The Terri Schiavo tragedy unfolds in many layers of controversy. They range from the bitter dispute between her husband, Michael, and her father and mother, Robert and Mary Schindler, all the way to the involvement by the Governor, the Congress, the federal courts and many religious, disability rights and medical organizations.
If the focus is kept on the most just outcome for Terri Schiavo and her family, three issues predominate. Is her condition so beyond any reasonable recovery that she cannot make her own life or death decision?
As of now, the answer is yes. As disability rights lawyer, Harriet McBryde Johnson, herself severely physically disabled, wrote: “If we assume she is unaware and unconscious, we can’t justify her death as her preference. She has no preference.”
Second, who then should make the decision for her life or death by returning her feeding tube (including water) or withdrawing it? Florida law gives that surrogate right to the spouse, in this case, her husband who is her legal guardian, and not to her biological parents and family.
Third, Michael Schiavo’s decision to withdraw the feeding tube from his living wife is based on allegations by his relatives and friends that years ago, his wife, reacting to funerals or the illness of others said she did not want to be kept alive artificially. The judge, George Greer, took these hearsay recollections — essentially partisan — as meeting the state Supreme Court standard of “clear and convincing evidence.”
All the legal appeals eventually come down to these points and the disputes around them over time and changes of circumstances.
The judges have been regularly deciding in favor of Michael Schiavo and against legal challenges by the parents and Terri’s siblings, who want to assume the full responsibility of caring for her for the duration.
This is where the little-noticed dissenting opinion by Judge Wilson of the federal circuit court of appeals last week needs to be noticed.
Judge Wilson was making the argument, among others, that if Terri Schiavo’s feeding tube is not reinserted while her case was moving through the federal courts, “we virtually guarantee that the merits of Plaintiffs’ [essentially her parents on behalf of Terri] will never be litigated in federal court. . . . The merits of Plaintiffs’ substantial claims warrant a more complete review.”
Judge Wilson was making a broader plea for the application of equitable principles. He wrote: “In considering this extraordinary case, I am mindful that ‘the essence of equity jurisdiction has been the power of the Chancellor to do equity and to mould each decree to the necessities of the particular case. Flexibility rather than rigidity has distinguished it. The qualities of mercy and practicality have made equity the instrument for nice adjustment and reconciliation between the public interest and private needs as well as between competing private claims.'” (citing Swann v. Charlotte-Mecklenburg Bd. Of Educ. 402 U.S. 1,15 (1971).
Outvoted 2 to 1 in his court and disregarded by the U.S. Supreme Court, Judge Wilson’s approach was cast aside in favor of legal rigidities oblivious to equitable claims that could resolve this dispute away from court-ordered death.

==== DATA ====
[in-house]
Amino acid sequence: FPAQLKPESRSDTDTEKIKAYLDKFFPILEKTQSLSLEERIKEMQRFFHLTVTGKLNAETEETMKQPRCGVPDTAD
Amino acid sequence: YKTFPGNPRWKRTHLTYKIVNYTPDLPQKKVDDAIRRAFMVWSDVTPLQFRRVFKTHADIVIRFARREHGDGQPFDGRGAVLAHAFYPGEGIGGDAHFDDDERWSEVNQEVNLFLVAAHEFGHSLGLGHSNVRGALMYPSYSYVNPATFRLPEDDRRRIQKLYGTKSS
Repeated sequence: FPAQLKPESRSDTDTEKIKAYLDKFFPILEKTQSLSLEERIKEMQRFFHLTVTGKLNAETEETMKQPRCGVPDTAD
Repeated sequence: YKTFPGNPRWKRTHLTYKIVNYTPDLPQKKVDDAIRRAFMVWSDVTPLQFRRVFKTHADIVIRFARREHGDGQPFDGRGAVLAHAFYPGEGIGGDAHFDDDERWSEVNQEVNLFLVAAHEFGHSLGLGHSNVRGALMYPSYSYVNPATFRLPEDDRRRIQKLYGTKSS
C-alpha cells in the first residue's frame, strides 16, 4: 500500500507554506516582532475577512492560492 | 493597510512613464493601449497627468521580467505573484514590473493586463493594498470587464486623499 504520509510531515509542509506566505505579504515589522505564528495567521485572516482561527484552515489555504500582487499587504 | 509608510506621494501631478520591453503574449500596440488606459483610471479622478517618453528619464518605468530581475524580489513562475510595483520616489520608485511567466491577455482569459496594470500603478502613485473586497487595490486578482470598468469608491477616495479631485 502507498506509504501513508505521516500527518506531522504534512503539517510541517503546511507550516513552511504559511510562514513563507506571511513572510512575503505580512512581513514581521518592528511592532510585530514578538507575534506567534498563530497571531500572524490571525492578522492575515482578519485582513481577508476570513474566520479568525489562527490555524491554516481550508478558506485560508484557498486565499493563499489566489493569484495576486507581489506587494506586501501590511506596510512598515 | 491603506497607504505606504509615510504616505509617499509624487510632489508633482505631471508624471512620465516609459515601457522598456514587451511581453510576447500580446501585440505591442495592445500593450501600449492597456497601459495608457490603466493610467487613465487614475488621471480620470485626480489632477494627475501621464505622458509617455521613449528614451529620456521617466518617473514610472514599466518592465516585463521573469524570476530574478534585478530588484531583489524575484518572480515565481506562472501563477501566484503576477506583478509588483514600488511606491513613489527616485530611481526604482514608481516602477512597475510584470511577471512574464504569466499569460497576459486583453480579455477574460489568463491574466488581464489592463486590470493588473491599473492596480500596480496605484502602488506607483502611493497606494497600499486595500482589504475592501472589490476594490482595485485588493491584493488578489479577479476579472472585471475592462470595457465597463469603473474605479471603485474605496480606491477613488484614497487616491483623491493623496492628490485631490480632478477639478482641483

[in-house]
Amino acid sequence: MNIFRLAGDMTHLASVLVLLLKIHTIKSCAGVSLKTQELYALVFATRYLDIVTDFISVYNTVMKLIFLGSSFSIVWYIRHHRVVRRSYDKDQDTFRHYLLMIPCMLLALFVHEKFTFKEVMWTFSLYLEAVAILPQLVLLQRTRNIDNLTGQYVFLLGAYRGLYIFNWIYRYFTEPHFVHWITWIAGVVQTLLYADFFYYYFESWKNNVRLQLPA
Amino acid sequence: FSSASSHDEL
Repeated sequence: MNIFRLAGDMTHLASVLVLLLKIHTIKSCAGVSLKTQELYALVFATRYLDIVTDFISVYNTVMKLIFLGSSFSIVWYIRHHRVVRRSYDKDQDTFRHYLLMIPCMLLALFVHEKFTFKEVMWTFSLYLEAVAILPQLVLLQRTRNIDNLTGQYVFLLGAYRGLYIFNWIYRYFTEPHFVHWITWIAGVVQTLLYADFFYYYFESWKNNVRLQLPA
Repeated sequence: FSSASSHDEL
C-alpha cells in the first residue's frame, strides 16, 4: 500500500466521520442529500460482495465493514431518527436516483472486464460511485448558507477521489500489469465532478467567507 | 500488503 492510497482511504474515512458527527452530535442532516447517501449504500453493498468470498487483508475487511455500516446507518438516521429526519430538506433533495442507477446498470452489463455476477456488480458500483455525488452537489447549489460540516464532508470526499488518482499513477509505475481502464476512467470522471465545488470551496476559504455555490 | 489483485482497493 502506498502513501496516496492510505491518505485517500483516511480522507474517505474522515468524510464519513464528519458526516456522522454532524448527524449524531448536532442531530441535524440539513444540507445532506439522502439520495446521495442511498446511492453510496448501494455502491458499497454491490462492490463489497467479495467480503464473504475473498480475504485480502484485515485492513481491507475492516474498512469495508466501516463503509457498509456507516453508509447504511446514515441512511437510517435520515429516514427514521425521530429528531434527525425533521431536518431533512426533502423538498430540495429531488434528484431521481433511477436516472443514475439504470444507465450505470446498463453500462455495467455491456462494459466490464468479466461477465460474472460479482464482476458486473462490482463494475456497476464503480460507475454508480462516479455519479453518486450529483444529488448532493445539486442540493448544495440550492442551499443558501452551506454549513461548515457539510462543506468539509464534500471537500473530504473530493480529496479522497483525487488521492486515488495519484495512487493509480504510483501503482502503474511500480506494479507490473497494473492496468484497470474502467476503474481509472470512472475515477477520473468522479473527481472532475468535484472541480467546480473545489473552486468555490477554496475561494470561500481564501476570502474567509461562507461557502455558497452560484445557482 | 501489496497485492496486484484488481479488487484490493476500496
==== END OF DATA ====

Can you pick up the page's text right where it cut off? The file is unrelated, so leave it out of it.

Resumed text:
The parents, the brother and sister of Terri Schiavo have demonstrated their intense desire to care for Terri. They are now prohibited from even applying a moist sponge to Terri’s lips. She has already survived 15 years — longer than most people do in her condition. They know that Terri is not terminally ill, is not dependent on life support ventilators, and that her lungs, kidneys, heart and digestive systems are working. But at 41, her life expectancy is not expected to be in the decades.
Her biological family loves her as she is, but they do hold out the small hope that medical science some day may be able to bring her back to a higher level of consciousness. Does a week go by without government, university or corporate scientific researchers, spending tens of billions of taxpayer dollars, hold out such hopes for many dramatic medical cures?
On the other hand, Michael Schiavo has decided, somewhat after the medical malpractice case settled, that Terri would not want to live under such conditions. So he has made the decision to let her expire and the circuit court and appellate courts have approved. He has been for nearly ten years in a common law marriage with a woman who has given birth to their two children. He wants to get on with his life, after years of pressure and anguish.
So why then does he not rise above the acrimony and request from the court to give up his guardian status to Terri’s family? Why does Terri need to die? What interest, given the family’s desire to care for her, does the government have in ordering a fatal procedure?
For those concerned about cost, it is not a matter of taxpayer’s money.
Besides her family, many people around the country would contribute to a trust fund for her care. That is one result the mass media’s attention can assure.
The local court could fashion a remedy in equity. The judge could, on petition by the family, decide that Michael Schiavo is conflicted by his relationship with his other partner and shift the guardian status to her parents who then would keep her alive.
The family has made such a request earlier, which he denied. But judges can change their minds when they move to a court of equity. Terri is dehydrating. Time is running out.